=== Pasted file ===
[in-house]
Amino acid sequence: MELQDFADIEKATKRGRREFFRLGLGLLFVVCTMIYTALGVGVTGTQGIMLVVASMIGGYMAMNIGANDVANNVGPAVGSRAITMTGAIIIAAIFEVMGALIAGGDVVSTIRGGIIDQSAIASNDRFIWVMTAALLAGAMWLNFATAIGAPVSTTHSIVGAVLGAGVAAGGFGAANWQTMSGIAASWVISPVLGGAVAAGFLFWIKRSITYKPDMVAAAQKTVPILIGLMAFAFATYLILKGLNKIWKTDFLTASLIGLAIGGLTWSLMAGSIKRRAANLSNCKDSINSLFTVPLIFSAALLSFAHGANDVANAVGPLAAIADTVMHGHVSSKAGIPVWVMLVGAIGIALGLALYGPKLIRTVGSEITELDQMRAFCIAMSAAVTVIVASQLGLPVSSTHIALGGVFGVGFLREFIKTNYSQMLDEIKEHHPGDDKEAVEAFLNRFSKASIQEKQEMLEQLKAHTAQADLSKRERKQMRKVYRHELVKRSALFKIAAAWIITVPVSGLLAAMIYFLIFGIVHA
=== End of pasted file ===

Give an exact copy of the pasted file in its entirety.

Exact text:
[in-house]
Amino acid sequence: MELQDFADIEKATKRGRREFFRLGLGLLFVVCTMIYTALGVGVTGTQGIMLVVASMIGGYMAMNIGANDVANNVGPAVGSRAITMTGAIIIAAIFEVMGALIAGGDVVSTIRGGIIDQSAIASNDRFIWVMTAALLAGAMWLNFATAIGAPVSTTHSIVGAVLGAGVAAGGFGAANWQTMSGIAASWVISPVLGGAVAAGFLFWIKRSITYKPDMVAAAQKTVPILIGLMAFAFATYLILKGLNKIWKTDFLTASLIGLAIGGLTWSLMAGSIKRRAANLSNCKDSINSLFTVPLIFSAALLSFAHGANDVANAVGPLAAIADTVMHGHVSSKAGIPVWVMLVGAIGIALGLALYGPKLIRTVGSEITELDQMRAFCIAMSAAVTVIVASQLGLPVSSTHIALGGVFGVGFLREFIKTNYSQMLDEIKEHHPGDDKEAVEAFLNRFSKASIQEKQEMLEQLKAHTAQADLSKRERKQMRKVYRHELVKRSALFKIAAAWIITVPVSGLLAAMIYFLIFGIVHA